"Mavis" — Tan and Wendell's vision of the outdated stereotype of a frumpy cat-lady romance reader.
"Mavis" — Tan and Wendell's vision of the outdated stereotype of a frumpy cat-lady romance reader. Joanne Renaud
Outside NPR's office, it was a quiet spring day, but inside, a savage tempest swirled. The devilish book — so tempting, so shiny and brightly colored — lay invitingly on host Rebecca Roberts' pristine desk. But alas, it was forbidden. She told herself she had to resist its charms, but to no avail. She was helpless against it. The book leapt into her quivering hands like a rutting stag! It claimed her mind in a punishing embrace! Yes, dear readers, this gently reared young public radio host had just discovered Beyond Heaving Bosoms: The Smart Bitches' Guide to Romance Novels.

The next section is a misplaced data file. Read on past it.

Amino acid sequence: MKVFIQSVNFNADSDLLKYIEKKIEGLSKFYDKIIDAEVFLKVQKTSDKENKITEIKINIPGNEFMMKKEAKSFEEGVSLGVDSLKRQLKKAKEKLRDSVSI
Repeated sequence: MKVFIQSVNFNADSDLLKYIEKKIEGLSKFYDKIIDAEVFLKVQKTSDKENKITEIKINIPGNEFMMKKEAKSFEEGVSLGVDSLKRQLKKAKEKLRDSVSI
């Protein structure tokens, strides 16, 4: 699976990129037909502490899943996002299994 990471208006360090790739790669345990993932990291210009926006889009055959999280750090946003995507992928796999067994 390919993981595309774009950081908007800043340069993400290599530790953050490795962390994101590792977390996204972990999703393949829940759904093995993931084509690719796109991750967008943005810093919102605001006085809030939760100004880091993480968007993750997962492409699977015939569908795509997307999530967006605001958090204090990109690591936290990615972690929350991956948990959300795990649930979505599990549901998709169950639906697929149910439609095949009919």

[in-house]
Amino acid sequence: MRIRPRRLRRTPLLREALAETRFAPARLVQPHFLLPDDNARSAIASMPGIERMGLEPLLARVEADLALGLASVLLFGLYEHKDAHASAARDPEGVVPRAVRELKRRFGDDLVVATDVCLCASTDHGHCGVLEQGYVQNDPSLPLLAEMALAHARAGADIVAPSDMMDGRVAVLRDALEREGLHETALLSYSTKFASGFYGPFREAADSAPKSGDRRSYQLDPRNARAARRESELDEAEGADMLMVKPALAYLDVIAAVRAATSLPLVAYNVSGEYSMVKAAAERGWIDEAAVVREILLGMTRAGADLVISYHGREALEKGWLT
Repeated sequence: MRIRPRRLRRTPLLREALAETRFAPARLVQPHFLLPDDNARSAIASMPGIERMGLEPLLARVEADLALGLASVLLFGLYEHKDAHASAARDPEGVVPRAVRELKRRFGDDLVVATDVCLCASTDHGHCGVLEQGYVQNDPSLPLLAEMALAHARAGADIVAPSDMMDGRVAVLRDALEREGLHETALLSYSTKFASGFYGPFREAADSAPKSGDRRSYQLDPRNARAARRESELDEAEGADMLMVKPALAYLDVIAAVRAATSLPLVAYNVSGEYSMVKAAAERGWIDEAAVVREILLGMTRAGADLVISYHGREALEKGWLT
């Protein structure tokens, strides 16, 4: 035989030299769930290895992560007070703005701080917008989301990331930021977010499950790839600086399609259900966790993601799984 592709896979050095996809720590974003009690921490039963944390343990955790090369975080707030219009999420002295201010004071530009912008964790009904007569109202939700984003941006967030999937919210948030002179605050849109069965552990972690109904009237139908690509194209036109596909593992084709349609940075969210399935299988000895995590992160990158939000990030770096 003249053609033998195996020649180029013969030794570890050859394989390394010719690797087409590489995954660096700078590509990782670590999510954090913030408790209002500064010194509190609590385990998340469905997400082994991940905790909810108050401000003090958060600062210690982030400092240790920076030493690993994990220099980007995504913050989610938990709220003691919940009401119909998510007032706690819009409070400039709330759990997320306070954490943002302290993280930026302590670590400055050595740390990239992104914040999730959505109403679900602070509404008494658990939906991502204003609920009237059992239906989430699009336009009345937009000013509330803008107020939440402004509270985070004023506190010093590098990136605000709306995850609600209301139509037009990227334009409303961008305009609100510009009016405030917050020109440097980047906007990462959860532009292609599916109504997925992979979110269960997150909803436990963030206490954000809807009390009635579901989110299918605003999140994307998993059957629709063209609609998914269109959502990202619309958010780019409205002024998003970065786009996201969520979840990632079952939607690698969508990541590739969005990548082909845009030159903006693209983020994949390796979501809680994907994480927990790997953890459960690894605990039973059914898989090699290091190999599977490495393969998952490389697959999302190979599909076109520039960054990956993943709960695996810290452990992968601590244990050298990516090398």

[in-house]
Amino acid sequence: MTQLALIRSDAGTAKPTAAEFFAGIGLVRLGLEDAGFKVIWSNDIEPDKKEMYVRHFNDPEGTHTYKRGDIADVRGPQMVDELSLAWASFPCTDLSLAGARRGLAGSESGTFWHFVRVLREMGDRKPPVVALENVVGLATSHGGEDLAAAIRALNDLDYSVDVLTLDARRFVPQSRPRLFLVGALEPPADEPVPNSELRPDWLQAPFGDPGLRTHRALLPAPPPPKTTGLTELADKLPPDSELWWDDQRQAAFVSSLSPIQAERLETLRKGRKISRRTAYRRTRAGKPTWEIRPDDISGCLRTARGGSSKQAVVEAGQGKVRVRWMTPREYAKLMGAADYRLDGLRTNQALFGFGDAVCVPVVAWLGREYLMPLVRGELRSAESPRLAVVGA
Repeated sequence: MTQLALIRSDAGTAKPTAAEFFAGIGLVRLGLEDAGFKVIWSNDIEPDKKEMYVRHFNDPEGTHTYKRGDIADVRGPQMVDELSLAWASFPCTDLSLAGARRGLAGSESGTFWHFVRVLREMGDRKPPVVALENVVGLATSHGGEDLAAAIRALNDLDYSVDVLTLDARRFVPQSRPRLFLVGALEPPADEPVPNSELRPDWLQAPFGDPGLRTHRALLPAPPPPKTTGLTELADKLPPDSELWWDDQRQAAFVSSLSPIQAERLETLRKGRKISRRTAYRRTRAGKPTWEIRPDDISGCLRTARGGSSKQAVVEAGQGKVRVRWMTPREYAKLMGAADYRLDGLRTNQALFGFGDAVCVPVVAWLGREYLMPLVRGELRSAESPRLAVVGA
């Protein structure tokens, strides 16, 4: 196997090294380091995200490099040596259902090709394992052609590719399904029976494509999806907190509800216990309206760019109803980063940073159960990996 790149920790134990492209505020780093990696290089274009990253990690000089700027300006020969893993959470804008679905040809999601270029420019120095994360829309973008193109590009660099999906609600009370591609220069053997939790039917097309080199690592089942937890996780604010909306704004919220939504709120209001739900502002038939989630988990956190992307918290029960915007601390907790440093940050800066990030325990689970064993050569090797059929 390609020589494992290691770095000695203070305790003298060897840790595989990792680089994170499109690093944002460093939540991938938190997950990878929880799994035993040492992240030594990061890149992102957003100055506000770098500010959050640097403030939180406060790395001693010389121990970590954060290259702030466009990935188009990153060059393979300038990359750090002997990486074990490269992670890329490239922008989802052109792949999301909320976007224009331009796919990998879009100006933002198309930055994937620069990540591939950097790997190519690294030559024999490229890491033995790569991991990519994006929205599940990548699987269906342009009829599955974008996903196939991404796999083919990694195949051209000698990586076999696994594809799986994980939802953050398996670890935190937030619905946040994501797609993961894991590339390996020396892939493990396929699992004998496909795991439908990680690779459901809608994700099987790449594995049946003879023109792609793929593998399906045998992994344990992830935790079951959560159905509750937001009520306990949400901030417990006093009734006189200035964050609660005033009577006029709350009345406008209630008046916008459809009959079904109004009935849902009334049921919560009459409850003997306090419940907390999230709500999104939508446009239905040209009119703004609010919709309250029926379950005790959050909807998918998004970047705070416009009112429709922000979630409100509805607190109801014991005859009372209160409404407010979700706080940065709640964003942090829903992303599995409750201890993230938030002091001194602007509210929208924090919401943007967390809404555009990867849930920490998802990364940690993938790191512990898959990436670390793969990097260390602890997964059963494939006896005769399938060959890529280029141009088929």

Candy Tan and Sarah Wendell blog about all things lurid, turgid and heaving. Their new book takes a loving — and yes, sometimes catty — look at the world of romance writing. What's that, you say? You'd never pick up a romance novel? Think again, says Wendell, you probably already have. Ever read Pride and Prejudice? It's one of the best there is, she says. "If you've read it, you've read a romance novel."
Wendell and Tan use their literary criticism chops with abandon, throwing around ideas like "heteronormativity" and the "Jungian shadow archetype" to prove there's more to romance than sex and escapism. But if that's what you're looking for, Wendell says, you shouldn't be ashamed.
"For the price of a romance novel," she says, you get "something that's going to end in contentment and security, and that's in short supply right now."